Thursday, May 20, 2010

Marsh lilies in Kinasa

I will write about Okususohana Nature Park at Kinasa (Kinasa, or 鬼無里, which literally means "no devil village") in Nagano prefecture with photos I took. The place is called "nature park" but actually it is not just a park but a mountain with total ecosystem. It is noted for about 810,000 "mizubasho" in the marshland surrounded by the 300 to 400 year-old Japanese beeches, Japanese horse chestnuts and others. Mizubasho are here and there along the running water and in the marshes.

"Mizubasho" is "Japanese skunk cabbage" in English according to a dictionary, but "marsh lilies" would be more suitable to their lovely white fairly-like images. Petals are not white parts but the tiny yellow parts around the green core. Oze is best known for "mizubasho" with a song Natsu no Omoide (Memory of Summer), while Kinasa is a bit off the beaten track in the heart of the mountains, but more and more people are visiting there recently during the season.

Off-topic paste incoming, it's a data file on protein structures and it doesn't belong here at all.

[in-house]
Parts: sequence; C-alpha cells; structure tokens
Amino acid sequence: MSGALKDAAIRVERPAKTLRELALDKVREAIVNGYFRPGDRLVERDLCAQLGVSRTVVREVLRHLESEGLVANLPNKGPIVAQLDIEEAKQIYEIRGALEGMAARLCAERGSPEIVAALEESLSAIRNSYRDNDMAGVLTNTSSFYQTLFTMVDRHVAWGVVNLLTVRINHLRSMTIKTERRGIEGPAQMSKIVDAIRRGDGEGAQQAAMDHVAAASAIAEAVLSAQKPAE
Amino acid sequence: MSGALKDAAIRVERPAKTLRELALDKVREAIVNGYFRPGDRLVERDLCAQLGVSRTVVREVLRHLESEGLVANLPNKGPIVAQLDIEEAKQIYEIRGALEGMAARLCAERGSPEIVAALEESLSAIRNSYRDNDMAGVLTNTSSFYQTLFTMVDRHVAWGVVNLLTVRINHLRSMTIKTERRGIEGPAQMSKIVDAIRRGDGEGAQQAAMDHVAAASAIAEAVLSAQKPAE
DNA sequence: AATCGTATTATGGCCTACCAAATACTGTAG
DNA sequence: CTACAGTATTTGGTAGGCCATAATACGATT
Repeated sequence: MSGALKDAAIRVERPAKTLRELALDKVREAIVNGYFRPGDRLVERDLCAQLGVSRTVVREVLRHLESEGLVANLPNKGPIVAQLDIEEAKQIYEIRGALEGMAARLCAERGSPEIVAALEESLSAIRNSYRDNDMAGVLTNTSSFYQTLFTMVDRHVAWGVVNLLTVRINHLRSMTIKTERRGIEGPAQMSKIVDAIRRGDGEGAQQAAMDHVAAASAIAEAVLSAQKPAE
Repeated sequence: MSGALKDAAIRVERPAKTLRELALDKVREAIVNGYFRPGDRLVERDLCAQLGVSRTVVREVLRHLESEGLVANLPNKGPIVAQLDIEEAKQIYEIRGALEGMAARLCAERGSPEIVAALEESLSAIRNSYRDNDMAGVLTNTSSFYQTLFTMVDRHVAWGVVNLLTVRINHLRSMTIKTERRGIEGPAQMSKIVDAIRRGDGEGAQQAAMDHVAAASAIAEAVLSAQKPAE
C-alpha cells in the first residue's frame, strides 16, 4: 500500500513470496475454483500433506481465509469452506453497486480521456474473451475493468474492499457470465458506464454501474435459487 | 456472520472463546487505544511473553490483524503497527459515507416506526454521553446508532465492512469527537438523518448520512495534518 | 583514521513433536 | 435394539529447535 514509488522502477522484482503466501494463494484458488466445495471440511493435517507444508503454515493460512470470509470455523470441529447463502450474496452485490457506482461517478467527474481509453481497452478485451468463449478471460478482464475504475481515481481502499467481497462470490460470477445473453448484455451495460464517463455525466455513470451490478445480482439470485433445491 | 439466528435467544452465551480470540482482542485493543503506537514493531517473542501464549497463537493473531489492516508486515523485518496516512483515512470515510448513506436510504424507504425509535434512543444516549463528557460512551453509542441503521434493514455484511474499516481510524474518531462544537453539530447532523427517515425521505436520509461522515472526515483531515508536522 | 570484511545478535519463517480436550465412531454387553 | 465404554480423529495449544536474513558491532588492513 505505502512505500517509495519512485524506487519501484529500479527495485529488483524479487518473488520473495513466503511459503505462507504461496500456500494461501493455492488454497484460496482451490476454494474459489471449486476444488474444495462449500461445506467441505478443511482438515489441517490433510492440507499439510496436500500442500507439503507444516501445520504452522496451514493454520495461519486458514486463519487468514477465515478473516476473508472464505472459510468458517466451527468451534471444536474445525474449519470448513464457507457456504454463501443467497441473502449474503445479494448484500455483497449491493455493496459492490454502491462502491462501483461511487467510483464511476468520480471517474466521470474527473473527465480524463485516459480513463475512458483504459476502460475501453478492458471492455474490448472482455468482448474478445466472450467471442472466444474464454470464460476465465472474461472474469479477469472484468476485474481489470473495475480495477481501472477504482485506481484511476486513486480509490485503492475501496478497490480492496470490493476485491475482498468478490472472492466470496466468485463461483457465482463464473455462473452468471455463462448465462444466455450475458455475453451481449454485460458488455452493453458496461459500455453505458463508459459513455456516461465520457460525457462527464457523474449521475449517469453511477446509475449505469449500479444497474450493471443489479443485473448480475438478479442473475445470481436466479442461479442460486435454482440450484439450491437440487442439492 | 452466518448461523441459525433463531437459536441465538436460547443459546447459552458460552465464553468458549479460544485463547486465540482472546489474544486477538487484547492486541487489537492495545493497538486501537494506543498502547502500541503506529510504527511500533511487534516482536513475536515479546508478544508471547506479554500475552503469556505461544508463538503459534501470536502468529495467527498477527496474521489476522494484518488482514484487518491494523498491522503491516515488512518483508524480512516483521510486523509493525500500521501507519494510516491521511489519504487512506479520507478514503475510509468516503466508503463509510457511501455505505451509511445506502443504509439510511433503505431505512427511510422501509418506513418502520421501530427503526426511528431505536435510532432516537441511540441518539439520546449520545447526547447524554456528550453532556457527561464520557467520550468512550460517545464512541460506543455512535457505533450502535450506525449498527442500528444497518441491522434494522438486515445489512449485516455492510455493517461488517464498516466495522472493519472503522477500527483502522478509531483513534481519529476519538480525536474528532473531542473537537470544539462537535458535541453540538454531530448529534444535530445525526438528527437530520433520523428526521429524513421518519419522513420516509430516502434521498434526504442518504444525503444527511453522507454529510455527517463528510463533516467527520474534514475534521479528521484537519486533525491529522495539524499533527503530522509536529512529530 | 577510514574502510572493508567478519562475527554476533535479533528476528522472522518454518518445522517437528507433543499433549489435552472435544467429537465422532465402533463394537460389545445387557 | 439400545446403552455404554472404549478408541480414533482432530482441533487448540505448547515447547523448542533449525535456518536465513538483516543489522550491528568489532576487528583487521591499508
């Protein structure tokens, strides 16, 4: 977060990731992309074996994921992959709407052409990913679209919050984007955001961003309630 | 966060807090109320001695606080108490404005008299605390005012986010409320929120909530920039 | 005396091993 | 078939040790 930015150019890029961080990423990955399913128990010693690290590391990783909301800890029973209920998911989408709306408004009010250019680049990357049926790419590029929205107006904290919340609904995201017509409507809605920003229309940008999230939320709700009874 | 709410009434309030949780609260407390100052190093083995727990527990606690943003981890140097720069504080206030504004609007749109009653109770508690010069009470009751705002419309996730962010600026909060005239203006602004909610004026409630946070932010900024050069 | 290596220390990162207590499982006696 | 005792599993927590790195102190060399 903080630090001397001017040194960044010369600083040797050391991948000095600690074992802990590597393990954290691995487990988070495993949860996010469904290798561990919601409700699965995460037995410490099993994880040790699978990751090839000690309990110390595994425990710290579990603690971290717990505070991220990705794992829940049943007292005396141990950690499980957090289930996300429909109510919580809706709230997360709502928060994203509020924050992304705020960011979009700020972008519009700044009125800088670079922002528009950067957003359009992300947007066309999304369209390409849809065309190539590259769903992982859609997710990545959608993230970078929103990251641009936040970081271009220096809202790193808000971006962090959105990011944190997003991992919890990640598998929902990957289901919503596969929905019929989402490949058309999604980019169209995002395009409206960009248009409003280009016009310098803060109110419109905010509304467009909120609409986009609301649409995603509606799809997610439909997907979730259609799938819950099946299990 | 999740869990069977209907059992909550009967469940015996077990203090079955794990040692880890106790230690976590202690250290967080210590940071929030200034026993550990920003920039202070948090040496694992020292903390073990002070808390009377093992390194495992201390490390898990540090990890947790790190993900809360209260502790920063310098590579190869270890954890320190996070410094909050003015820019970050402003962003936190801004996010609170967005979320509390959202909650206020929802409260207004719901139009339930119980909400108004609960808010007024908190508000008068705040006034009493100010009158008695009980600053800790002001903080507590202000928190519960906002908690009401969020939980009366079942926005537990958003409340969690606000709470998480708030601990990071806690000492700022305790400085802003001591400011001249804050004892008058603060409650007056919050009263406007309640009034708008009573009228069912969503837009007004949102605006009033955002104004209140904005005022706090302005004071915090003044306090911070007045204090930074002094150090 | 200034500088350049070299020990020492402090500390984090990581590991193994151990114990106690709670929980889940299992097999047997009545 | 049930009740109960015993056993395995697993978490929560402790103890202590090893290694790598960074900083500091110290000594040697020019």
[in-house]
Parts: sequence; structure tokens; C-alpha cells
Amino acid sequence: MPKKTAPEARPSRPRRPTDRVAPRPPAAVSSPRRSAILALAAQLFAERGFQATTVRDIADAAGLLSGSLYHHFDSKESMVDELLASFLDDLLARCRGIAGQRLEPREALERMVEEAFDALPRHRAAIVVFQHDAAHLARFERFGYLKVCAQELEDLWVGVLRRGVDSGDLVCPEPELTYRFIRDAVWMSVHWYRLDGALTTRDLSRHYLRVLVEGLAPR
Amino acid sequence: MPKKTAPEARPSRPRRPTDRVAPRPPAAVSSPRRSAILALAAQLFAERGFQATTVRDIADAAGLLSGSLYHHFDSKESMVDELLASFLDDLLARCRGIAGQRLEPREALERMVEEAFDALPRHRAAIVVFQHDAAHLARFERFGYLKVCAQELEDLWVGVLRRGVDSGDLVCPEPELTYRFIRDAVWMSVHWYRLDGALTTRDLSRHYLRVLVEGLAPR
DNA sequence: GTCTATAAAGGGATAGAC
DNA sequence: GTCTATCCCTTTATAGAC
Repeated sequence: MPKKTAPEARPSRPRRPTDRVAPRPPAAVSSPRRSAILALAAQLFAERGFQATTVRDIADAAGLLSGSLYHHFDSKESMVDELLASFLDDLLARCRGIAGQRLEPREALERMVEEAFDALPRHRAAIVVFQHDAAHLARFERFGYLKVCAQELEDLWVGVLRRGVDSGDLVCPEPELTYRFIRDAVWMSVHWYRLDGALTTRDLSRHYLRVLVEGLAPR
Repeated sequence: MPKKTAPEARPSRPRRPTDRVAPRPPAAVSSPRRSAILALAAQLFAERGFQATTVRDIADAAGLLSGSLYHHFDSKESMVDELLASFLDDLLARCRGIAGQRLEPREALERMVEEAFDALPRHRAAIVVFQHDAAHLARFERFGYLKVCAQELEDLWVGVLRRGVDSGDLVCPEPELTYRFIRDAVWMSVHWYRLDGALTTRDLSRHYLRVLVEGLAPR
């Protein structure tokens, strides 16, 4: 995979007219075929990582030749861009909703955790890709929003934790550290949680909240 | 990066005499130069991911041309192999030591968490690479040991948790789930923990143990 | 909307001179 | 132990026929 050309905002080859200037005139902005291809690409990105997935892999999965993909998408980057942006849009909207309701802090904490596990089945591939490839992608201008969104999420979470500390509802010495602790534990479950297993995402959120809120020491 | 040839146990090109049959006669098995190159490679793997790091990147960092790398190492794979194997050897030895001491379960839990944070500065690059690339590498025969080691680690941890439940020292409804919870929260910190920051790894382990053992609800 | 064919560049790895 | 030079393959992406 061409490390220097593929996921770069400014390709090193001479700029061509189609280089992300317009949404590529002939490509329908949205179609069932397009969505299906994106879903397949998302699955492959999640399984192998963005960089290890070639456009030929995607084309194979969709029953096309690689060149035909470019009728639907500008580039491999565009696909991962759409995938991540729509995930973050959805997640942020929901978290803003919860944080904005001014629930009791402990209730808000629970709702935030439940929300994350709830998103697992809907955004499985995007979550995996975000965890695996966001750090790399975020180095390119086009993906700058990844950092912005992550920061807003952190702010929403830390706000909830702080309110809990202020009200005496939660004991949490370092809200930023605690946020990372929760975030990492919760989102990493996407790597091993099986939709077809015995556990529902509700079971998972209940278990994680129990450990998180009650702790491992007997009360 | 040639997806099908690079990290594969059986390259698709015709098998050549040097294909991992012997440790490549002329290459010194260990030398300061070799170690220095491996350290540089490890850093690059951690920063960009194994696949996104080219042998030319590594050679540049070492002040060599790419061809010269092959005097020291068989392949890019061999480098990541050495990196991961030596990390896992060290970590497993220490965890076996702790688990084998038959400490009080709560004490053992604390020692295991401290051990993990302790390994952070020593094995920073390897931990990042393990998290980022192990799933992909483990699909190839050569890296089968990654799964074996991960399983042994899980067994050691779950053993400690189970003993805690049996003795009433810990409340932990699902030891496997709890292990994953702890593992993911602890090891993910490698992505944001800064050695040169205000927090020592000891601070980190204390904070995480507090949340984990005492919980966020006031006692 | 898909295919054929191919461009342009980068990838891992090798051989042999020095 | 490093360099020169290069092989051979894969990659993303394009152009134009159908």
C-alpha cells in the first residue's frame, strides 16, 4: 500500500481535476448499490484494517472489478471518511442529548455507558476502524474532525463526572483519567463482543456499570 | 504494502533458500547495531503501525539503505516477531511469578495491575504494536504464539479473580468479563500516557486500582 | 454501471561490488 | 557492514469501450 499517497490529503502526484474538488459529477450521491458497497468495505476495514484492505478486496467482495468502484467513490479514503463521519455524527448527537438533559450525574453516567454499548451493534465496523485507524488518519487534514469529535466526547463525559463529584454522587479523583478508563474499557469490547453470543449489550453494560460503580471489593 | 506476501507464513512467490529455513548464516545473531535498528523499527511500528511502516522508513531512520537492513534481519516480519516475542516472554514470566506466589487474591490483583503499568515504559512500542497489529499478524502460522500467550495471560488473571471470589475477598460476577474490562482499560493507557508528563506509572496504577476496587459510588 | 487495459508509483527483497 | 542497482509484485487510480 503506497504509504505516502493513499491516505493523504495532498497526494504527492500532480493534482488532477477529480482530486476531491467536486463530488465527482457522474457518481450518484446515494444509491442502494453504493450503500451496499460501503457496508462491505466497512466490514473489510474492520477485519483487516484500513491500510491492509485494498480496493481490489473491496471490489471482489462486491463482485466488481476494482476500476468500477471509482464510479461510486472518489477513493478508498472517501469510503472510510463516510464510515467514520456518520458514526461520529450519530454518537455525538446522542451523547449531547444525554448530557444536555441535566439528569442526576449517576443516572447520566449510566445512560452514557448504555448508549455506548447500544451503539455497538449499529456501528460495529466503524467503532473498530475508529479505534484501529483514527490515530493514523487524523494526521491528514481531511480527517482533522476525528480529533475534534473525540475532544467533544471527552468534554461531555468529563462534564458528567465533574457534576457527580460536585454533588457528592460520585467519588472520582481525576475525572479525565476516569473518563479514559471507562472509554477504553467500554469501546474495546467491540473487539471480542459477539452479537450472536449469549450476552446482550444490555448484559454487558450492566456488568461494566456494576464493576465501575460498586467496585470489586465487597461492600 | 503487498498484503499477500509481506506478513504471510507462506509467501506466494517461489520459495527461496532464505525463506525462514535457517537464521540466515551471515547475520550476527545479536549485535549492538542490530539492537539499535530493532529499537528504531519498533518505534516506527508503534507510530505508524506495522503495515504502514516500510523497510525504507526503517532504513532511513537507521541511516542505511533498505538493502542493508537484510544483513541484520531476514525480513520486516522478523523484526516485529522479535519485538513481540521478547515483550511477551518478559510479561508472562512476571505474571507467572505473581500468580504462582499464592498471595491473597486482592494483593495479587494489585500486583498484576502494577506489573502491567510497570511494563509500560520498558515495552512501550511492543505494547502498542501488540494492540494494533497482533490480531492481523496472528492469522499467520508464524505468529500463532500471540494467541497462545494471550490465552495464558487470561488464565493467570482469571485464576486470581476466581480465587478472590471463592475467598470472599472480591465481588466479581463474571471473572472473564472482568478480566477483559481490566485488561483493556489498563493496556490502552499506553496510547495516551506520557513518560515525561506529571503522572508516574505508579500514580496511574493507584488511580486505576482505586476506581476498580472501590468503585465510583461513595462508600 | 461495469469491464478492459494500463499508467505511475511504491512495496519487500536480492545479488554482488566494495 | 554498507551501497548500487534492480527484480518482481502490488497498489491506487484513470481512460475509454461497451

To be honest with you, there was something against my expectation regarding mizubasho. I imagined them flowering lovely gregariously like in the advertisement posters. Mizubasho start flowering at the thawing of the snow, but this year's abnormal weather, which alternated winter-like cold and summer-like hot, has made some mizubasho looked miserable. Actually when I visited there two days ago, it was very hot but I heard it had snowed a week before. Maybe mizubasho were torn between hot and cold?

I was to go through virgin forests of beeches to the top of Mt. Nakanishi, but the path was closed halfway due to snow which was still left. In the forests, birds were chirping; I could recognize woodpeckers and bush warblers, my husband "hoojiro" or Japanese bunting. There were butterbur sprouts, field horsetail shoots ("tsukushi" in Japanese), "miyamasumire", "nirinso", and so on. Beech trees have just started budding leaves, and the earlier ones have lovely translucent green leaves. In early summer when leaves have grown, they will make comfortable shades.